Tuesday, April 8, 2014

Peaches or Pits?

I am the vine; you are the branches. If you remain in me and I in you, you will bear much fruit; apart from me you can do nothing.  John 15:5

As a wide-eyed, ambitious, college graduate, I was ready to conquer the world for the sake of Christ.  As Dr. Paul Conn delivered the commencement address for the 1989 graduates of Lee University, I envisioned the grand mission that God had laid out for me.  I believed that I was destined for greatness and I could hardly wait to get started!

In time, however, I quickly realized that the course of my life would not necessarily line up the way I had planned.  Does it ever really?  I had intermittent seasons of professional fulfillment and fruitful involvement in ministry; however, these were interspersed with periods of disillusionment and unfruitfulness.  During those times, I felt so let down!  Would I ever become the woman I dreamed I would be?

I considered myself an industrious performer, but perhaps that was my problem.  I was all about performance, recognition, and chalking up points with God.  I was more concerned with what I did for Him than I was about my relationship with Him.  Then, when I fell short of what I felt was expected of me, I became paralyzed with guilt and feelings of inadequacy.  I worried that God was disappointed in me and that my family and my colleagues would not view me as a success.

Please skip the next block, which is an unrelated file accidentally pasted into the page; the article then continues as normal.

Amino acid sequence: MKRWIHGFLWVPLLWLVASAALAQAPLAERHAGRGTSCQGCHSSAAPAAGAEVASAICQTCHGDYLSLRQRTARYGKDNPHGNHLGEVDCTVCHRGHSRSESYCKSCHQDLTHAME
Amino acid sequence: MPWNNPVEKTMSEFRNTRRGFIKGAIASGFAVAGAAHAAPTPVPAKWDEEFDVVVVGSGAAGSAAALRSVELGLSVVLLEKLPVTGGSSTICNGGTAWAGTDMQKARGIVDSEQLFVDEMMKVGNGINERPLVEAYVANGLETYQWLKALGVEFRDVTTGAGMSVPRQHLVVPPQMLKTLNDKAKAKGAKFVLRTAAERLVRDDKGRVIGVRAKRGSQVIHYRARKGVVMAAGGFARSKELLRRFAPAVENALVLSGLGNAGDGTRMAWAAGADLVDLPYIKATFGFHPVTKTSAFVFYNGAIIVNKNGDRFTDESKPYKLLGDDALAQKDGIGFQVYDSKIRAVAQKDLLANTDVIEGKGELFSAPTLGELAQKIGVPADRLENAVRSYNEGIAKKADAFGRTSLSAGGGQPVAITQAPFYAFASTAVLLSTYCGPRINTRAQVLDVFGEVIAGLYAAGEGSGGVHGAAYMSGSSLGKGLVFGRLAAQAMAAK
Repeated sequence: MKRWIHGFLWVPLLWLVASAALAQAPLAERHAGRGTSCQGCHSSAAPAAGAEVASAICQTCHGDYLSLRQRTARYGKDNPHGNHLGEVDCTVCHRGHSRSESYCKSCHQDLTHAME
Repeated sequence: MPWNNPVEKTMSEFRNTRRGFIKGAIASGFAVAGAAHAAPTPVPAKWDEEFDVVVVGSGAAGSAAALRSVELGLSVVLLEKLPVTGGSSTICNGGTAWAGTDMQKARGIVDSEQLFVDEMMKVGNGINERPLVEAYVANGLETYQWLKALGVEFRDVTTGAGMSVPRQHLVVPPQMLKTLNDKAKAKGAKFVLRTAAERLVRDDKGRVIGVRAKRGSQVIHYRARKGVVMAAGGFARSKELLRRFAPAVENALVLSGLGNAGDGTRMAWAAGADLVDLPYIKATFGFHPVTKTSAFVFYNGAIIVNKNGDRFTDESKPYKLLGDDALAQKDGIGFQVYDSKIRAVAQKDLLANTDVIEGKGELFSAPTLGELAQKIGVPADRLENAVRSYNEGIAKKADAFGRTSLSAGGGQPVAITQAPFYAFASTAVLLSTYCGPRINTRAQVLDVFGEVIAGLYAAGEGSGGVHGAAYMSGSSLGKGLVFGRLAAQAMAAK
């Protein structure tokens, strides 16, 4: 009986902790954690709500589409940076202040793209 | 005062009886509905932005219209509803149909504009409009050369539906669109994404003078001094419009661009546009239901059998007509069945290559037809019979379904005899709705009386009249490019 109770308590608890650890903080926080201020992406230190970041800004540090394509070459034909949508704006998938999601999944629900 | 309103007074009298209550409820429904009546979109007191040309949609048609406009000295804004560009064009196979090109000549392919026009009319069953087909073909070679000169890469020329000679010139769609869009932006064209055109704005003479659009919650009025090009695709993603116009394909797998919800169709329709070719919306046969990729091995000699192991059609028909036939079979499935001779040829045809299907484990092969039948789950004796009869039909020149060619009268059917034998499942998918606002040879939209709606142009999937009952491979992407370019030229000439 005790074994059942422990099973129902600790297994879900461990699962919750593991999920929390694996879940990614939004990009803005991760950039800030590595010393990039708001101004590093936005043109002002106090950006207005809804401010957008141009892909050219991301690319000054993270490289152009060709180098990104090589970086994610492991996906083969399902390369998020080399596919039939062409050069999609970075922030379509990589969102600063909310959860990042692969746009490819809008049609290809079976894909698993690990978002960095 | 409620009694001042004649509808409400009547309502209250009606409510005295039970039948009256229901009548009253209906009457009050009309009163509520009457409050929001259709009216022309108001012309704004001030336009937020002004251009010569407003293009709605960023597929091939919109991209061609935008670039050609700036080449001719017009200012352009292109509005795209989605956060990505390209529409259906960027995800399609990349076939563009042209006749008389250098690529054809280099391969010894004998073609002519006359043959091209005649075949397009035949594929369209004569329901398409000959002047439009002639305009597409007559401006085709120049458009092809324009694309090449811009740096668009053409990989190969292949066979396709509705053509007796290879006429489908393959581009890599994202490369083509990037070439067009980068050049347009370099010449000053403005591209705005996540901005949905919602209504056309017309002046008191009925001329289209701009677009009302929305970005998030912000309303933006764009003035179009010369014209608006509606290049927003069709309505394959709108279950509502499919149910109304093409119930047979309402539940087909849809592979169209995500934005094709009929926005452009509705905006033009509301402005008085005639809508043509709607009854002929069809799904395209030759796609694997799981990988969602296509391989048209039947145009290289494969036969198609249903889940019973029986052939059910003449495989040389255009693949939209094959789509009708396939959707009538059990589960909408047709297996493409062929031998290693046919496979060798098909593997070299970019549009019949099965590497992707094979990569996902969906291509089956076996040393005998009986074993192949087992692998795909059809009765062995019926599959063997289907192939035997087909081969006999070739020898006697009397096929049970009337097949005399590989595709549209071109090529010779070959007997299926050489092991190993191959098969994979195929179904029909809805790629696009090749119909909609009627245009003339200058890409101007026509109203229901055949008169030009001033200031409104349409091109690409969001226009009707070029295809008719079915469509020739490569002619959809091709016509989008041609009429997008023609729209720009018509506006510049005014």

Relying on my own strength left me in the pits!  Even though I did a lot of great things, I could never seem to do or be enough.  I was so hard on myself and set impossible to reach standards. I also became frustrated by life’s interruptions that blocked my goals, and I threw in the towel too easily.

I must admit that my season of motherhood far surpassed anything I had ever imagined!  What love and fulfillment I experienced during these precious years with my children!  However, since I had placed my career and ministry on hold for the sake of putting my children first, I wrestled with feelings of inadequacy and a struggling self-worth during those years especially.  I knew I was being faithful to the convictions God had placed on my heart, and I have no regrets of being home with them, but I felt that I needed to be doing something more to feel good about myself.

“Doing something more?”  “Feel good about myself?”  Where did that come from?  Had I bought into the lie that my self-worth was dependent upon my accomplishments?  Did I have to be doing something in order to be of value?  I knew who I was in Christ.  I was certainly productive in the most valuable way possible in nurturing my children, but would others see my choices as valuable?  Was I wasting my years of college?  Would I be held accountable for not reaching the masses for Christ while “hiding out” at home?  Wasn’t I made for more?  These questions alone show how confused I was!